Today (9 November), the Johannesburg Stock Exchange, which operates Africa’s largest stock and bond exchange, launched its recently announced carbon market in collaboration with Xpansiv, an infrastructure provider for global environmental markets.  The new market will operate under a separate entity called JSE Ventures and is intended to allow local participants to buy or sell carbon credits and energy certificates, that are held in either local or global registries.

Such trade of carbon credits forms part of broader global efforts to reduce green-house gas emissions, which are gathering momentum and urgency.  The September northern hemisphere heat waves demonstrate the crisis in very tangible terms, having been described by climate scientist Zeke Hausfather as ‘absolutely gobsmackingly bananas’.

These developments come at an interesting inflection point for carbon markets globally.  Market supply is constrained, and there is a justifiable increase in the focus on greenwashing, and related low-priced or junk credits that make limited environmental impact.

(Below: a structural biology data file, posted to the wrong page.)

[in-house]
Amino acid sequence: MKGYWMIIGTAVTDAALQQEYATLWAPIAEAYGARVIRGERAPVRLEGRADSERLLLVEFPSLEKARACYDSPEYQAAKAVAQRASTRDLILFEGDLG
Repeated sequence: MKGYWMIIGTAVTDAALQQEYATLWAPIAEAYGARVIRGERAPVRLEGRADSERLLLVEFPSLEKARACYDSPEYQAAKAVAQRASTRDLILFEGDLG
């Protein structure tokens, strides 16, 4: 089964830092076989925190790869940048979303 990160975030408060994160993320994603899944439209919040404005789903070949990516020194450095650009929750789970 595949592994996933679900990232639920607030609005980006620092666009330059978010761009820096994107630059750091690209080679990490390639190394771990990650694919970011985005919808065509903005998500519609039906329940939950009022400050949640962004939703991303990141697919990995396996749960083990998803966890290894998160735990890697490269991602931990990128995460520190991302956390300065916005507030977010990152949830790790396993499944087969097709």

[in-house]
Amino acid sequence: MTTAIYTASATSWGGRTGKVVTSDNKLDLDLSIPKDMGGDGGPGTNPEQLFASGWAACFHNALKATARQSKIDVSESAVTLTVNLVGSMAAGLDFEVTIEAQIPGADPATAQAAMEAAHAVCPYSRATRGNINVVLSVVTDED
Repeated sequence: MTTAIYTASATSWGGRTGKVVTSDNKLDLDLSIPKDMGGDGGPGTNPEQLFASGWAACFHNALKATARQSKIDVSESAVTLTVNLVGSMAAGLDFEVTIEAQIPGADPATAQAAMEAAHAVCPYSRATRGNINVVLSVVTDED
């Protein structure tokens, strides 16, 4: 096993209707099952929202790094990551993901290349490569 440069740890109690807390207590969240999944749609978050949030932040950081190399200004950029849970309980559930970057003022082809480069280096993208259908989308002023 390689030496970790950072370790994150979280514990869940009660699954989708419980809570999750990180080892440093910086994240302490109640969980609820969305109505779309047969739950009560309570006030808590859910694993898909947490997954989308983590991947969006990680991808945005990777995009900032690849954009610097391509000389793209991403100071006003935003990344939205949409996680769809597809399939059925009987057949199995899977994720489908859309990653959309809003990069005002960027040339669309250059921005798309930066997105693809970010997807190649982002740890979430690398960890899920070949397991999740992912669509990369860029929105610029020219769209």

Notwithstanding these challenges, we see great potential for carbon projects and related credits to positively contribute towards combatting climate change. We are actively involved in various emerging carbon exchanges and carbon projects in a number of African jurisdictions, including in Kenya, Rwanda, South Africa, Tanzania, and Zambia. In addition to contributing towards the mitigation of climate change, these projects, if developed and operated properly, can result in numerous other potential benefits, including community upliftment and employment, and the generation of new and diversified income streams that boost the economy.

Our team provide an overview here of recent developments in African carbon projects and related credits within the context of global developments, and highlight some of the issues, and legislative developments, affecting these projects.